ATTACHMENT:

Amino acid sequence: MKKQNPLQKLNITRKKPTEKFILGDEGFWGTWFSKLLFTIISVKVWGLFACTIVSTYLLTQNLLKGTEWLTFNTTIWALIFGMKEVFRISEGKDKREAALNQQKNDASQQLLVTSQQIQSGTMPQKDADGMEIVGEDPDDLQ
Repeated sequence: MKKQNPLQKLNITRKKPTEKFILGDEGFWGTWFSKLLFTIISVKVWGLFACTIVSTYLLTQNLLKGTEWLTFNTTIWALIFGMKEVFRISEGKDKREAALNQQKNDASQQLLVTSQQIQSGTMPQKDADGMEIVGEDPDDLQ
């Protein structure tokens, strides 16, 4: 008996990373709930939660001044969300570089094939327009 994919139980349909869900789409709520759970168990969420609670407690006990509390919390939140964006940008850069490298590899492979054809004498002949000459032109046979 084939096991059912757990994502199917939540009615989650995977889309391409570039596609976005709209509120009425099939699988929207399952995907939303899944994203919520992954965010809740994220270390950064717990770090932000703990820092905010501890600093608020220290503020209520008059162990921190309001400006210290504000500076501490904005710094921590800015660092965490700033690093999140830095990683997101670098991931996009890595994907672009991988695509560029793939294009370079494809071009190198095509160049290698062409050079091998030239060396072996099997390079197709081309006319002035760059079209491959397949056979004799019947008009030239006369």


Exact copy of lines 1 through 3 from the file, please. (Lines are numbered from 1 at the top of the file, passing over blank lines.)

Amino acid sequence: MKKQNPLQKLNITRKKPTEKFILGDEGFWGTWFSKLLFTIISVKVWGLFACTIVSTYLLTQNLLKGTEWLTFNTTIWALIFGMKEVFRISEGKDKREAALNQQKNDASQQLLVTSQQIQSGTMPQKDADGMEIVGEDPDDLQ
Repeated sequence: MKKQNPLQKLNITRKKPTEKFILGDEGFWGTWFSKLLFTIISVKVWGLFACTIVSTYLLTQNLLKGTEWLTFNTTIWALIFGMKEVFRISEGKDKREAALNQQKNDASQQLLVTSQQIQSGTMPQKDADGMEIVGEDPDDLQ
């Protein structure tokens, strides 16, 4: 008996990373709930939660001044969300570089094939327009 994919139980349909869900789409709520759970168990969420609670407690006990509390919390939140964006940008850069490298590899492979054809004498002949000459032109046979 084939096991059912757990994502199917939540009615989650995977889309391409570039596609976005709209509120009425099939699988929207399952995907939303899944994203919520992954965010809740994220270390950064717990770090932000703990820092905010501890600093608020220290503020209520008059162990921190309001400006210290504000500076501490904005710094921590800015660092965490700033690093999140830095990683997101670098991931996009890595994907672009991988695509560029793939294009370079494809071009190198095509160049290698062409050079091998030239060396072996099997390079197709081309006319002035760059079209491959397949056979004799019947008009030239006369």